India is among a handful of countries where all fighting roles are open to female applicants.
In a radical move towards gender parity in one of the world’s most male-dominated profession, the Indian Coast Guard became the first force to deploy female officers in combat roles on board ships patrolling the country’s maritime zone near the borders with Pakistan.
The women officers – assistant commandants Anuradha Shukla, Sneha Kathyat, Shirin Chandran and Vasundhara Chouksey – received training for one year at Indian Coast Guard station at Mandapam, Ramanathapuram, Tamil Nadu.
They now patrol (in hovercrafts) coastal areas bordering Pakistan and Bangladesh, including Jakhau in Gujarat and Haldia in West Bengal.
A total of 18 hovercrafts are in service, attached to units in Okha and Jakhua in Gujarat, Mumbai in Maharashtra, Mandapam in Tamil Nadu, and Haldia in West Bengal.
These women officers are trained to deal with all types of situation including interception of suspicious activity boats like the MV Kuber, in which terrorists carried out the 26/11 terror attacks.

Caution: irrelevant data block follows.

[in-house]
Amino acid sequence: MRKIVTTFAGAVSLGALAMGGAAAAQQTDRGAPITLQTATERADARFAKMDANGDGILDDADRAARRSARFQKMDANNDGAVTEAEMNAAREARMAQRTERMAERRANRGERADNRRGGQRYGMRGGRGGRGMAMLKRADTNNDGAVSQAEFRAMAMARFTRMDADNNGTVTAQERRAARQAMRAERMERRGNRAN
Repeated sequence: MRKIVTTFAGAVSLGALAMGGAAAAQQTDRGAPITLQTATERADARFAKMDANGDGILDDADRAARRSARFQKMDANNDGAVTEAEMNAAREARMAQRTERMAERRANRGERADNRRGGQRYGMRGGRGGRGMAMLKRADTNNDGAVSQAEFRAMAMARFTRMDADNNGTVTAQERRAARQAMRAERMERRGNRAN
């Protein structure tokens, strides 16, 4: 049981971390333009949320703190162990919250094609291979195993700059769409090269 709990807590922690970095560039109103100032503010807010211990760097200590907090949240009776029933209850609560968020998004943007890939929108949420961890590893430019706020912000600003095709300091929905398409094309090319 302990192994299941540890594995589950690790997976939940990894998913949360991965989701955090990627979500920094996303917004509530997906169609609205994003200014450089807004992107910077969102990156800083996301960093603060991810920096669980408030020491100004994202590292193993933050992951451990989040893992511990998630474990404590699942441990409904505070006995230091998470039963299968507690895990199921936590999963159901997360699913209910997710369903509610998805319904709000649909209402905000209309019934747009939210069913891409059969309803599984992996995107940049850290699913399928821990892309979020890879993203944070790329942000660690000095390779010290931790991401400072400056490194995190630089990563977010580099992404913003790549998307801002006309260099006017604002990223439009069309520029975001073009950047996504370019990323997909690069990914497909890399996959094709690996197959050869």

The decision to deploy women officers in combat roles marks a significant shift in policies in Indian Navy, which earlier does not allow women to sail on board its ships.
In line with the Prime Minister Narendra Modi’s focus on gender sensitivity, defence ministry has started working out (how) to assign combat role for women in the armed forces.
Following this, the Air Force took the first steps towards bringing women into fighting roles and approved air force plans for female pilots to fly warplanes from June 2017 on a three-year experimental basis.
Women’s rights activists welcomed the move but said that bringing real gender parity into the armed forces would be a slow process.